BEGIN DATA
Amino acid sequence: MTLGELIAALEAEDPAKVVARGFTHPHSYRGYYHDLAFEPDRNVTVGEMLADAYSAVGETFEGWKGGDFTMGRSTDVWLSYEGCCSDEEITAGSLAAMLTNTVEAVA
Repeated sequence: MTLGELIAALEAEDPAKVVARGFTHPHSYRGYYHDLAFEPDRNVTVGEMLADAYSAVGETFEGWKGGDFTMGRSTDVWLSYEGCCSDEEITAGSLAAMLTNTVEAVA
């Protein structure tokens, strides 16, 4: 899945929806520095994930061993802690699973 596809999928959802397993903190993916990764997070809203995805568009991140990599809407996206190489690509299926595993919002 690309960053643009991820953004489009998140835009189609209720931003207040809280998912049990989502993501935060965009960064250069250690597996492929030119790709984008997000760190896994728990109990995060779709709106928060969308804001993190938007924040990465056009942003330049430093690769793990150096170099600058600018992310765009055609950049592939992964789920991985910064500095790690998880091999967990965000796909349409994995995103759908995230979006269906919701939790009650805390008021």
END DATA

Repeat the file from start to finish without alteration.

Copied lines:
Amino acid sequence: MTLGELIAALEAEDPAKVVARGFTHPHSYRGYYHDLAFEPDRNVTVGEMLADAYSAVGETFEGWKGGDFTMGRSTDVWLSYEGCCSDEEITAGSLAAMLTNTVEAVA
Repeated sequence: MTLGELIAALEAEDPAKVVARGFTHPHSYRGYYHDLAFEPDRNVTVGEMLADAYSAVGETFEGWKGGDFTMGRSTDVWLSYEGCCSDEEITAGSLAAMLTNTVEAVA
């Protein structure tokens, strides 16, 4: 899945929806520095994930061993802690699973 596809999928959802397993903190993916990764997070809203995805568009991140990599809407996206190489690509299926595993919002 690309960053643009991820953004489009998140835009189609209720931003207040809280998912049990989502993501935060965009960064250069250690597996492929030119790709984008997000760190896994728990109990995060779709709106928060969308804001993190938007924040990465056009942003330049430093690769793990150096170099600058600018992310765009055609950049592939992964789920991985910064500095790690998880091999967990965000796909349409994995995103759908995230979006269906919701939790009650805390008021």